The Missional Challenge

. August 1, 2011
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Take a look at Ed Stetzer's post The Compartmentalized Mission.

In different ways, missions have been compartmentalized. What became of this is a view of missions as a specific activity or ministry of the church and only specially called people participated in it.... The challenge is that many of us have not yet figured out how to be sent into our own community. Being missional means we have to live sent here, to our place and among our people....

Often, pastors and leaders hear about what’s going on with Wayne Cordeiro in Hawaii or Andy Stanley in Atlanta, and say, “I want to be just like that.” What happens is that you begin to think that the key to what they have done is the way in which they have done ministry. It is easy to forget that when we are sent to a place, and that, in many ways, the how of missional ministry is determined by the who, when, and where of culture.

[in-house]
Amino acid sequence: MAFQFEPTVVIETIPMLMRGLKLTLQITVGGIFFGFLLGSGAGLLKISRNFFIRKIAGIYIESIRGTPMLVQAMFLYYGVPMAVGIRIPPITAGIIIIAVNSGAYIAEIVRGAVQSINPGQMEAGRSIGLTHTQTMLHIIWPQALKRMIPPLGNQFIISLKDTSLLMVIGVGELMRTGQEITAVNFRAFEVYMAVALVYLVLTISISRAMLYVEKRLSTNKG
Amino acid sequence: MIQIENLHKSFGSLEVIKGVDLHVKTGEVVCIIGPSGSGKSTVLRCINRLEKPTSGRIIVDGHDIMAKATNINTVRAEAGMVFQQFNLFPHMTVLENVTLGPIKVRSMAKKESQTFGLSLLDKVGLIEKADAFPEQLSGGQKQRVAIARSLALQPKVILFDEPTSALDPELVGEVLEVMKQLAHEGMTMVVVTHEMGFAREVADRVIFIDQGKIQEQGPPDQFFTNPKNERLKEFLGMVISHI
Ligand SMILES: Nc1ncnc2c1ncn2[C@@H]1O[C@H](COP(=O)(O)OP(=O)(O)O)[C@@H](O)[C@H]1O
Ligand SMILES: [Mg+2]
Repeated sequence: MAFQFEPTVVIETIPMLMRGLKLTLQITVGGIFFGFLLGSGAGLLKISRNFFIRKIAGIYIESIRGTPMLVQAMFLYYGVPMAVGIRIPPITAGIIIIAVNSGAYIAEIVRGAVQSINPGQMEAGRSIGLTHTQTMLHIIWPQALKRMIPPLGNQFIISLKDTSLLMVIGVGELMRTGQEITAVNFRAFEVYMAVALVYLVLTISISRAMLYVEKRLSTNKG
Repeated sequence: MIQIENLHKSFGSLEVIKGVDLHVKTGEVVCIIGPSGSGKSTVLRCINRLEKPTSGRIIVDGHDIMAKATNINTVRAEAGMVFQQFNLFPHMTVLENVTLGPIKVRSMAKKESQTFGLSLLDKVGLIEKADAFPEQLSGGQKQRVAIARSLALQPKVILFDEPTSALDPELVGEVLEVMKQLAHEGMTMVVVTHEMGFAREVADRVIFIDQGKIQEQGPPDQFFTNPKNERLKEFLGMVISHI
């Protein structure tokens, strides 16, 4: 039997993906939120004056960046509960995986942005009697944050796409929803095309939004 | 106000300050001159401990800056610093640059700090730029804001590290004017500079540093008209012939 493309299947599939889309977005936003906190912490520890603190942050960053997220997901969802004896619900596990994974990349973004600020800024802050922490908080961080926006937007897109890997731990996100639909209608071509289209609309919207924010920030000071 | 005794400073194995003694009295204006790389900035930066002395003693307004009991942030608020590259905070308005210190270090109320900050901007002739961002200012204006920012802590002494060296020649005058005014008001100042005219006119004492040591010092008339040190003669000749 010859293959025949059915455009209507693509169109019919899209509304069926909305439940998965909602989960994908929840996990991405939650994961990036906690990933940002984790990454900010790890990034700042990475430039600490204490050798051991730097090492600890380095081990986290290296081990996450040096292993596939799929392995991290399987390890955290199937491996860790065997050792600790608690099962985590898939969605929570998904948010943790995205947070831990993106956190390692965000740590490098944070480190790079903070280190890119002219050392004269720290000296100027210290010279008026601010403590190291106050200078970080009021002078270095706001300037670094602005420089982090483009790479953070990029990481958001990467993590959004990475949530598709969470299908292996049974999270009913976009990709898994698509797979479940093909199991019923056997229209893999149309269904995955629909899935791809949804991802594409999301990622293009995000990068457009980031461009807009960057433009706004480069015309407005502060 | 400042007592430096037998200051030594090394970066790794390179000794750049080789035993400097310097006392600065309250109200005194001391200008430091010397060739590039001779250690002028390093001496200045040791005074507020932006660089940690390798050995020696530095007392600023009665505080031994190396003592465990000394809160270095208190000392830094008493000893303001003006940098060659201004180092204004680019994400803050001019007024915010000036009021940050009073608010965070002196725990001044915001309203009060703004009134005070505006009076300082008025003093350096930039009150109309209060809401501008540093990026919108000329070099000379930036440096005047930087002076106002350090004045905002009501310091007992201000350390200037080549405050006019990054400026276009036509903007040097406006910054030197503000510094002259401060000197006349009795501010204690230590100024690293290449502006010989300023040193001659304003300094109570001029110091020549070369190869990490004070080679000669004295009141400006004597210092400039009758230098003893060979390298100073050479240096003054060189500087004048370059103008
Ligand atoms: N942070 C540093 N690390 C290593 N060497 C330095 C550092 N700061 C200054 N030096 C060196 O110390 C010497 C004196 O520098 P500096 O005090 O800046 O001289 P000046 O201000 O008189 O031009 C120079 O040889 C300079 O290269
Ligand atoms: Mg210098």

The National Debt Clock
Yes, we've created false distinctions. There are also some real differences. As Ed points out, ministry looks different depending on our circumstances. Overseas missionaries struggle with funding, language/culture, and isolation.

On the other hand, there are unique challenges to sharing the gospel within our own shores. We have a much larger task, since our home culture no longer understands the relevance of the message.

We need to apply theology to Tiger Woods, the debt ceiling debate, and the crash of 2008. Few are going to accuse the gospel of irrelevancy if we show that the world is fallen in specific ways and that the gospel addresses those problems in equally specific ways.

Most American Christians can't do this yet. We live in a foreign land when it comes to communicating our worldview.

That's a missional challenge worthy of our attention.